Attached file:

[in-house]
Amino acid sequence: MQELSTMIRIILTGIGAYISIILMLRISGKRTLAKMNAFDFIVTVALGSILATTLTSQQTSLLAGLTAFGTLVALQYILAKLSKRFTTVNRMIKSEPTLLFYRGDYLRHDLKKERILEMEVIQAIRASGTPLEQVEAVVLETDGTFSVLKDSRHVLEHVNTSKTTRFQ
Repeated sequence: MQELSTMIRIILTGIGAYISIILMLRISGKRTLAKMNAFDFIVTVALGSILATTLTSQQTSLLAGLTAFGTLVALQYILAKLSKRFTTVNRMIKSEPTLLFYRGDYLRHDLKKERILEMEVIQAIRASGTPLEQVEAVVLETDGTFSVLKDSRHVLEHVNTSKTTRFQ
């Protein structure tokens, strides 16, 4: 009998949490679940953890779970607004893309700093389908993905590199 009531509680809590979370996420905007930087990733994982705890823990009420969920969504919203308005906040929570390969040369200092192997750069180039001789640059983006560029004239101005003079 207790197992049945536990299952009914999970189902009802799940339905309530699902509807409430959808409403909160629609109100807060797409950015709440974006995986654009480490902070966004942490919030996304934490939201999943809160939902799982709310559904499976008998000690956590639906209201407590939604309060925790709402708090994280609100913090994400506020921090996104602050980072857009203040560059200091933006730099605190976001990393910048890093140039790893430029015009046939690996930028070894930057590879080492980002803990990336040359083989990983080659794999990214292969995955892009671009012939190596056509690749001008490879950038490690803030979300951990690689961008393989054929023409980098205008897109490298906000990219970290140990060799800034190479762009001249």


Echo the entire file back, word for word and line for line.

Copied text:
[in-house]
Amino acid sequence: MQELSTMIRIILTGIGAYISIILMLRISGKRTLAKMNAFDFIVTVALGSILATTLTSQQTSLLAGLTAFGTLVALQYILAKLSKRFTTVNRMIKSEPTLLFYRGDYLRHDLKKERILEMEVIQAIRASGTPLEQVEAVVLETDGTFSVLKDSRHVLEHVNTSKTTRFQ
Repeated sequence: MQELSTMIRIILTGIGAYISIILMLRISGKRTLAKMNAFDFIVTVALGSILATTLTSQQTSLLAGLTAFGTLVALQYILAKLSKRFTTVNRMIKSEPTLLFYRGDYLRHDLKKERILEMEVIQAIRASGTPLEQVEAVVLETDGTFSVLKDSRHVLEHVNTSKTTRFQ
């Protein structure tokens, strides 16, 4: 009998949490679940953890779970607004893309700093389908993905590199 009531509680809590979370996420905007930087990733994982705890823990009420969920969504919203308005906040929570390969040369200092192997750069180039001789640059983006560029004239101005003079 207790197992049945536990299952009914999970189902009802799940339905309530699902509807409430959808409403909160629609109100807060797409950015709440974006995986654009480490902070966004942490919030996304934490939201999943809160939902799982709310559904499976008998000690956590639906209201407590939604309060925790709402708090994280609100913090994400506020921090996104602050980072857009203040560059200091933006730099605190976001990393910048890093140039790893430029015009046939690996930028070894930057590879080492980002803990990336040359083989990983080659794999990214292969995955892009671009012939190596056509690749001008490879950038490690803030979300951990690689961008393989054929023409980098205008897109490298906000990219970290140990060799800034190479762009001249």